I'm not sure if it's the hint of spring in the air this week, or the fact that we switched to Daylight Savings Time today, but the past few days I keep going to sleep and waking up with that Lego movie song in my mind.... Although the ground is still frozen (and mostly covered with snow), that won't last long, as we are expecting a week near 50 degrees for the first time in... I don't remember how long! While it's still too early to get out and start working on the new garden, at least there is hope in the air. And I have been in a much more positive frame of mind as a result - or perhaps just because lately I've been counting my blessings and realizing just how many there are....

In late winter sometimes it's easy to forget to be grateful, but I am reminded just how important it is to be grateful for all of the wonderful things we are given. I lately ran across an email about this really fun and amazing exercise called "100 Gratitudes," and thought I would share it with you today, as gratitude is one of the most powerful positive forces in the universe, and it's one that can literally change your state of mind for the better in an instant.

Even such influential figures as Jesus knew this - giving thanks every time he prayed. As several well-known individuals in the success and personal development field have noted, it's literally impossible to hold a negative thought in your mind while feeling grateful!

The goal of the "One Hundred Gratitudes" exercise (originally created by
Robert Holden Ph.D) is to come up with a list of 100 things that you are grateful for. If this sounds like a lot, it actually can go pretty quickly once you get started, and can really bring a lot of peace and happiness to your life.

In fact, this exercise has a ton of amazing benefits for those wanting to live a life of balance! It can help you:
  • Focus on abundance rather than lack
  • Find your sense of purpose in life
  • Remember the big picture and not "sweat the small stuff" as much
  • Bring about psychological healing by helping you recognize the positive in past painful experiences
  • And just plain make you feel great!

It also brings about a sense of the awesome connections we all share. Practicing gratitude is one of the best ways to gain a greater sense of spiritual connection with yourself, with others, and with life as a whole.

That's a whole lot of benefit from just one simple exercise, so let's get started!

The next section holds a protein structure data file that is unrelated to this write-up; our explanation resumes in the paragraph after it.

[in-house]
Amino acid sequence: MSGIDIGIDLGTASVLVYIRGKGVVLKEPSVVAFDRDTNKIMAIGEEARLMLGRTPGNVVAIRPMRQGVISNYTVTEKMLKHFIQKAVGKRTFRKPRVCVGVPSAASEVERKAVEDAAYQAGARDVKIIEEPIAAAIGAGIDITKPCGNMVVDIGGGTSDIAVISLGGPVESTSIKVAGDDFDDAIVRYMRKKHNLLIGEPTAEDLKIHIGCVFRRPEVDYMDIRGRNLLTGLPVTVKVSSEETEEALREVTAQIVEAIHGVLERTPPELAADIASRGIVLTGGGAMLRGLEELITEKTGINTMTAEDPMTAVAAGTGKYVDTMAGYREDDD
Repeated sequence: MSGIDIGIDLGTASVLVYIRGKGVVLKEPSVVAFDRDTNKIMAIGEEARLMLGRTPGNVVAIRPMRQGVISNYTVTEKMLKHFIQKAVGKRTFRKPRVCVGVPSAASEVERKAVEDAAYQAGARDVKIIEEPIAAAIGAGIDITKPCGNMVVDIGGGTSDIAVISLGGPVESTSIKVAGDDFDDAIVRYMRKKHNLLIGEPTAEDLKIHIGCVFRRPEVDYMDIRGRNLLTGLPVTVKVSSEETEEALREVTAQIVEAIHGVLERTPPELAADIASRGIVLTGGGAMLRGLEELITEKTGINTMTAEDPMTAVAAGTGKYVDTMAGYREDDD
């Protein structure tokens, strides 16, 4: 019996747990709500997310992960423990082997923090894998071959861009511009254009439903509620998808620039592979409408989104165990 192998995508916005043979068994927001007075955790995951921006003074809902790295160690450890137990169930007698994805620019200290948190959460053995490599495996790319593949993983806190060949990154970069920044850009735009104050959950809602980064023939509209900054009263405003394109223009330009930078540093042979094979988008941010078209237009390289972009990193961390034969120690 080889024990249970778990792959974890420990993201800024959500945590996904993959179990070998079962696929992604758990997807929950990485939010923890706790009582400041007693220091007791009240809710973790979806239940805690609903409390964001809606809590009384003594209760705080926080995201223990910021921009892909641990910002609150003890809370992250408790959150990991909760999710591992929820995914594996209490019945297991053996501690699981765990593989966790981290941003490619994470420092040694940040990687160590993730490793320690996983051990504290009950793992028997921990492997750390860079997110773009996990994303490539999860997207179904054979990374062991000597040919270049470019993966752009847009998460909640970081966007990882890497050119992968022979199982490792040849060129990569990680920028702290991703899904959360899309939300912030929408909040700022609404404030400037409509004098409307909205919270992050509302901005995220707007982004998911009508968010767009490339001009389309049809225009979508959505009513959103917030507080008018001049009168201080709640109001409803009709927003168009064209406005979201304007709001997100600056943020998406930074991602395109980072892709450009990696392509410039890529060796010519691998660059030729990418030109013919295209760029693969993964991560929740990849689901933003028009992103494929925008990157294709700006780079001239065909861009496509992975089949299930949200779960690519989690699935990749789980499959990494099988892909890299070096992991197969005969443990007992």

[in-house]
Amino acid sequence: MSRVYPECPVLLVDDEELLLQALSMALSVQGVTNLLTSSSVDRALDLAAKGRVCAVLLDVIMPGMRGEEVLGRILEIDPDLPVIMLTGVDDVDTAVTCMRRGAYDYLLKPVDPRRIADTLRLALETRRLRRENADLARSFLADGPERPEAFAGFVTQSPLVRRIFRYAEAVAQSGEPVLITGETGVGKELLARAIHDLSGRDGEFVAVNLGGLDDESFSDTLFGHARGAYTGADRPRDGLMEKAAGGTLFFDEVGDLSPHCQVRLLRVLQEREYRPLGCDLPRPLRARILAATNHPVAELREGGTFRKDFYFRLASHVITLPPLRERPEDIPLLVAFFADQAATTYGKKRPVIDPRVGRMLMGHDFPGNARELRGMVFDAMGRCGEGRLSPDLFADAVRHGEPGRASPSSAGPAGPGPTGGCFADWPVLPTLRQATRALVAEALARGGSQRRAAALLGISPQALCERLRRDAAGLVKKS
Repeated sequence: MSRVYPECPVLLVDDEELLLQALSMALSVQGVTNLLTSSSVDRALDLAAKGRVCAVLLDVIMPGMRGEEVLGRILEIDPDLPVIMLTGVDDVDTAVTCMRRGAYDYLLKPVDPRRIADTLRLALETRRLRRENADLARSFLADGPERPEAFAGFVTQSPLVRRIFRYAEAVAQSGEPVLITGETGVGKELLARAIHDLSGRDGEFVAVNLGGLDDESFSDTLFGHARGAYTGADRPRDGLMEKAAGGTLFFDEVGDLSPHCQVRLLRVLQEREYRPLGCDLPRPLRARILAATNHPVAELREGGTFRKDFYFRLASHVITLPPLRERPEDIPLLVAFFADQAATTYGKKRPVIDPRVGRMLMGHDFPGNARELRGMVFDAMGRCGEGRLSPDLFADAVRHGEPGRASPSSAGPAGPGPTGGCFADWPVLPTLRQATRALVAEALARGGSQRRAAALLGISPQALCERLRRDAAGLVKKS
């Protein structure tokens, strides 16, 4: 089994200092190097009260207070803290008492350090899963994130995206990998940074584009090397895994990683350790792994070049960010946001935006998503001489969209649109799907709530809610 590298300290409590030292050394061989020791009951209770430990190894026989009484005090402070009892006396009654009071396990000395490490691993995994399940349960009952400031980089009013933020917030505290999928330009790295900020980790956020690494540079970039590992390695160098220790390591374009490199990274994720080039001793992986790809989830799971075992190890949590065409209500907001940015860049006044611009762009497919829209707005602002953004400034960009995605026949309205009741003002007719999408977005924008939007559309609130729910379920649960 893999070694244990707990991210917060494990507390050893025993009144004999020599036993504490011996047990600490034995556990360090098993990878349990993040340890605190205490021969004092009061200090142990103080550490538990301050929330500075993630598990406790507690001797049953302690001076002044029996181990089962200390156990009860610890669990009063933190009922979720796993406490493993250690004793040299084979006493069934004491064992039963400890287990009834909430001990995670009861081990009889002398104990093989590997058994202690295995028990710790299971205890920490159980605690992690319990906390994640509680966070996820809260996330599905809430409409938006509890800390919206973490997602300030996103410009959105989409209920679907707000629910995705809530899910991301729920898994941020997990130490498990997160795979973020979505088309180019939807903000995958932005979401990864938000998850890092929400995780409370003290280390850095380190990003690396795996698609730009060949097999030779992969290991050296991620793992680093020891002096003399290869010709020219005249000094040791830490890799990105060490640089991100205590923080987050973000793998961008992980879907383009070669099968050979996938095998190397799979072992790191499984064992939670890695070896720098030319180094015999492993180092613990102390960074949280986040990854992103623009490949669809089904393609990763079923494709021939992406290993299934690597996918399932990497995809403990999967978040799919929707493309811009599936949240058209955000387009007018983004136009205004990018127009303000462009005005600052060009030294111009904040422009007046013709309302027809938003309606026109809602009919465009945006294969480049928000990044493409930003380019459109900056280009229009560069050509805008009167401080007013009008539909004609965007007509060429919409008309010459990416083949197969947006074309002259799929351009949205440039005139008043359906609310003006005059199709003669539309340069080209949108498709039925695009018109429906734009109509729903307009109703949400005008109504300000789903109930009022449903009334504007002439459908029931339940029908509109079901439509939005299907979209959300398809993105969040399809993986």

Here are 4 tips for completing your own "100 Gratitudes" exercise:
Gratitude receiving
1. Don't Just Focus On "Things." You may find yourself starting out with the "stuff" that you're happy to have in your life, but when coming up with your list, remember to include experiences, relationships, adventures, events, books, movies, songs, works of art, places you've been, pets, friends and loved ones, family members, special moments, and maybe even things you haven't done yet! You can still be grateful for the idea or the opportunity to do something in the future. In fact, some would say that being grateful for it before it happens is one of the surest ways to make it become a reality!

2. Make It Yours. While it may seem like a difficult task to sit down and write 100 things you are grateful for all at once, if you break it up and write 10 or 15 things at a time, this can make it easier - but it's up to you. You may want to do this exercise on your own, or with a partner. Some people like to write chronologically, starting with the first thing they can remember to be grateful for from childhood, and others just write in no particular order. There is no one particular approach that is right - just do what feels good to you, and do it in a way that makes you feel happy and grateful. This should be a fun exercise, not a stressful one!

3. Consider the "Why." One thing that many people find helpful when doing this exercise is to include not just what you're grateful for, but also why. When you write each item, consider including why you are grateful for it - what difference this thing/relationship/person, etc. has made in your life. This can really make the exercise a lot deeper and more meaningful for you.

4. Reflect On Your Results. This should be an exercise of real growth for you (although you can also do it just for fun and to bring more happiness to your life). Instead of just making a list and tucking it away somewhere, when finished, stop to consider how you felt about the exercise. Ask yourself what value you gained from it. What did you learn about yourself from doing it? What did you learn about happiness? Having done this exercise, how will it affect your life from now on? What will you do differently in your life as a result?

If you feel you need more guidance when compiling your own gratitude list, a quick search on can yield some helpful resources, such as this 100-Days of Gratitude Journal (you probably won't need them, but some may find it helpful). Or feel free to email me with any questions!

Thank you for reading - I appreciate you!  :-)




05/24/2015 3:08pm

People mostly learn from different experiences. The experiences of other people matters a lot. As people learn many things and get stimulated by the experiences of other people.


Your comment will be posted after it is approved.

Leave a Reply